KIGALI — Rwanda’s executive secretary of the National Electoral Commission (NEC), Charles Munyaneza has dismissed some people’s criticism that Rwanda’s parliamentary electoral system doesn’t allow the voters to know whom they vote and that it allows legislators not to be accountable to the citizens.
Munyaneza was quoted in an exclusive interview with Xinhua saying that the system was designed to suit in the Rwandan context and the lawmakers drafted the law to avoid what could lead Rwandans back in the tribalism which led to genocide.
“We don’t have different constituencies where we say this person is going to be elected in this sector to represent those specific people. We thought that would not help in promoting our national unity and reconciliation.” He said
According to him, voting the MPs calling them representatives of a certain group of people who live in the same region is not the best way to hold the formers accountable to the voters as it may bring negative effects including tribalism.
“The proportion system we have, allows different people to come in parliament.
We don’t have to belong to this group of people, a so-called tribe to be elected and we have seen the effect of this system in some neighboring countries where the election has become tribal and people have lost lives and others fled.” Munyaneza added.
He pointed out that the same system will be used in the upcoming parliamentary elections to be held on September 2-4 this year.
“These political parties provide the lists of their candidates and when they are going to campaign, they show the public (voters) those people who are on their lists. So, I think this problem of saying that they don’t know the MPs is not an issue.” Munyaneza explained.
He added that political parties and their candidates are held accountable after the elections because they even visit the voters and show them the legislators whom they voted.
According to Oswald Burasanzwe, secretary of Political Parties’ Forum said that Rwanda’s electoral mechanism governs Rwandans to elect 53 out of 80 parliamentarians through political parties but added that Rwandans can change so if they wish.
Yvonne Ishimwe, Communication Assistant and advisor youth committee in Social Democratic Party believes that single constituency’s system is better for citizens, and they should know that the party will push forward what was promised to the Rwandans either her or any other party candidate selected to represent them in parliament.
Clarifying that it is the party to deliver in citizens’ interest notably the values of the party should be strictly serving the interest of the Rwandans.
“I don’t buy the idea of picking strange people from the public scene and put them in parliament. For instance, you will hear someone like a nurse or a teacher singled out and put on the list to become an MP while he or she does not have any other political background,” Oswald Niyonzima a University lecturer said.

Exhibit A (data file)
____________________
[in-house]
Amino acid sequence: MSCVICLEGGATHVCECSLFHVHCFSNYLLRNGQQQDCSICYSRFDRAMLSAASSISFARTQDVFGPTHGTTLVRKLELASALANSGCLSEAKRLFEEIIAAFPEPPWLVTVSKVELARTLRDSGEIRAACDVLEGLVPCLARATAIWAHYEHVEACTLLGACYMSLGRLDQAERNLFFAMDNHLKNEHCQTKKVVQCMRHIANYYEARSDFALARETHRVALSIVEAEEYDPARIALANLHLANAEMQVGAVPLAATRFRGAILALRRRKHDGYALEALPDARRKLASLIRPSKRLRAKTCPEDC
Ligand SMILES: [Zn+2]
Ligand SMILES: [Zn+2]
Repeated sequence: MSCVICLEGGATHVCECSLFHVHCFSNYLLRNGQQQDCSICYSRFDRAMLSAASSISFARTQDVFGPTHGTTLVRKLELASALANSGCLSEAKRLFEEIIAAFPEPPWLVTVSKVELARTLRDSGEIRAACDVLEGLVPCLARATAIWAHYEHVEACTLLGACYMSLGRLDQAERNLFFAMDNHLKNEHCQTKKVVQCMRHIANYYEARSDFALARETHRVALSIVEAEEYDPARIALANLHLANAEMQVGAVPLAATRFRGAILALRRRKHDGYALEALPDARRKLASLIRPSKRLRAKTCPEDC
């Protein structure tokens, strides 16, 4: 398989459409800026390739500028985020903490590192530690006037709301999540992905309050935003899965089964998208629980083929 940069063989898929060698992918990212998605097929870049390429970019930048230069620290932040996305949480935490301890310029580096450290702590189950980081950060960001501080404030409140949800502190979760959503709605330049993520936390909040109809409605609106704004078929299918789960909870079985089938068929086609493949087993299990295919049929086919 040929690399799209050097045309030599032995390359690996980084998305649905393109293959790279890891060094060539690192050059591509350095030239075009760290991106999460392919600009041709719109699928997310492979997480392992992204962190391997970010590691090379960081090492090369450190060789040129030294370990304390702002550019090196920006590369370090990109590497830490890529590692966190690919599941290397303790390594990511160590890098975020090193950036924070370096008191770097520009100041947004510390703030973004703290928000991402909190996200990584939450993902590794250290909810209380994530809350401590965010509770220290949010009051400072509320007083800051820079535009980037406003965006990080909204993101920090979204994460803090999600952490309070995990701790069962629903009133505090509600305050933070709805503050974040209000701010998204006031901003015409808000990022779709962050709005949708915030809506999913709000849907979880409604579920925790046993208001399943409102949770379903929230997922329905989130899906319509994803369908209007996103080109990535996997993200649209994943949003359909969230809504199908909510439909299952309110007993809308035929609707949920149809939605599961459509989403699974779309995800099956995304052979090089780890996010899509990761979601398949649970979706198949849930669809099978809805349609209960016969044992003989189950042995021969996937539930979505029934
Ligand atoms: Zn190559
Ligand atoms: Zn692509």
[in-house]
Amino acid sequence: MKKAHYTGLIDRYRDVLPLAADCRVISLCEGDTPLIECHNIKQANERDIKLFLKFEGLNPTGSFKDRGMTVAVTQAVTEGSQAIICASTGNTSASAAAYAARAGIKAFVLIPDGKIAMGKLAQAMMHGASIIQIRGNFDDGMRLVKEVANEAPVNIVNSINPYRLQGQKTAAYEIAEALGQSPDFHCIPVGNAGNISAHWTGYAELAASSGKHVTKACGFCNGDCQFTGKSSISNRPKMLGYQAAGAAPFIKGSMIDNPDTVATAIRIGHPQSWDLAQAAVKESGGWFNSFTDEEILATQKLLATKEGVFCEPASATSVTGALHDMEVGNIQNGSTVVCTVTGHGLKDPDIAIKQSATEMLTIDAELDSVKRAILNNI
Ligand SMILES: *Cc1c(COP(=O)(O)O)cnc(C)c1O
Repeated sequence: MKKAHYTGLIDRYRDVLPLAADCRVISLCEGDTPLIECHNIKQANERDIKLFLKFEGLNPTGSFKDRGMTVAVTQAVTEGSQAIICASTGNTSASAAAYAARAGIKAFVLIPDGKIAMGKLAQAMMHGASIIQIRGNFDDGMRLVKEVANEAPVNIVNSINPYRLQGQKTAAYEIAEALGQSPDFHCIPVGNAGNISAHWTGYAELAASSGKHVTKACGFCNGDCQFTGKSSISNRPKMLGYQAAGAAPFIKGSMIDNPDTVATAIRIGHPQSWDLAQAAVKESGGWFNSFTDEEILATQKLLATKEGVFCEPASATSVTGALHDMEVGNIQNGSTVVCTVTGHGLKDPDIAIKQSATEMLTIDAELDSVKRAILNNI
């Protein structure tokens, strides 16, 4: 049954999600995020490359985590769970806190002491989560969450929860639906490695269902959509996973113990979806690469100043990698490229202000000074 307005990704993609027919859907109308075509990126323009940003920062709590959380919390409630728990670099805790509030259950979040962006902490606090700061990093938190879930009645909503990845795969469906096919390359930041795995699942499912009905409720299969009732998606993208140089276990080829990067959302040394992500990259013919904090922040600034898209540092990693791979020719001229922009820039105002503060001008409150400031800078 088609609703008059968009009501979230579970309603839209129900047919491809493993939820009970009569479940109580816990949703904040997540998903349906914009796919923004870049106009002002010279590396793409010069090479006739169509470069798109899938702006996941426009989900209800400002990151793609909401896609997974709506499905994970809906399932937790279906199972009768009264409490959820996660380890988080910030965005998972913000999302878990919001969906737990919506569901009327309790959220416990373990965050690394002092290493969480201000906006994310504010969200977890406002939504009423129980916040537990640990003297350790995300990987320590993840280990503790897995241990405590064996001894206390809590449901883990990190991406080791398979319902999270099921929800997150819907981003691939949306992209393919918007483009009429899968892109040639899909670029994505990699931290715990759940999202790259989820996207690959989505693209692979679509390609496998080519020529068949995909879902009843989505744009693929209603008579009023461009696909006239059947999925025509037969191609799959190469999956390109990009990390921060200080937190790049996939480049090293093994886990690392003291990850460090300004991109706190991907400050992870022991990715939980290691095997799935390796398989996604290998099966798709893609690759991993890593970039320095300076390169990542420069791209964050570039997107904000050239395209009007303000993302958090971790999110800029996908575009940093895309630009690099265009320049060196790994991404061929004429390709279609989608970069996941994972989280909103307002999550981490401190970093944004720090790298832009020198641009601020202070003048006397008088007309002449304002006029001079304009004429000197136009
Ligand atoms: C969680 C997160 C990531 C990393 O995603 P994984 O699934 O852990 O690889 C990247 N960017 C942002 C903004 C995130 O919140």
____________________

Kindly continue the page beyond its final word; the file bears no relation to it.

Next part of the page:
Niyonzima suggested that citizens should be allowed to directly choose MPs or build a system through which all parties’ members can have a sign in making the list.
He stressed that the lists are made by heads of parties. In case they go an extra mile to allow people to vote they will only help in selecting who should appear on the list, but not determine who should come first and who should follow.
“I would vote for a person to represent me, because voting for a party to represent me however much charismatic they may be, they might not be able to abide by their rules because, there will be disagreements along the way and I will not hold the party accountable once they don’t voice for me,” Joan Kaliza, a resident of Kigali city said.
She added: “Rwandans should be given a choice to vote for candidates they believe in, those who will be able to make good laws and who will really represent them.”
However, Claire Kanyana, a second-year student at the Independent University of Rwanda (ULK) said that people should select people from their areas knowing their honesty and capacity to represent them.
She noted that considering Rwanda’s situation whereby one party rules over the ghost parties in the coalition, the electioneering system favors those small parties in the coalition while oppressing those which don’t want to join the coalition.
She added that the system is better for politicians because people know parties better than hundreds or thousands of people who can compete for 80 seats.
According to NEC calendar, Rwandans in diaspora will cast their votes on September, 2 while the general election will be held on September,3, across the country.
On September, 4 there will also elections for categories represented in the parliament including 24 seats reserved for women, 2 MPs elected by youth and one for handicapped, said Munyaneza.
The 2010 Senate’s research revealed that Rwandans trusted in political parties at 53.7 percent while 2014 research indicated that it rose up to 61.3 percent.
The Rwanda Governance Board’s research conducted in 2017 revealed that Rwandans appreciate political parties’ role in country’s development at only 57.2 percent.
The previous parliamentary elections were held in September, 16 to 18,2013, According to NEC.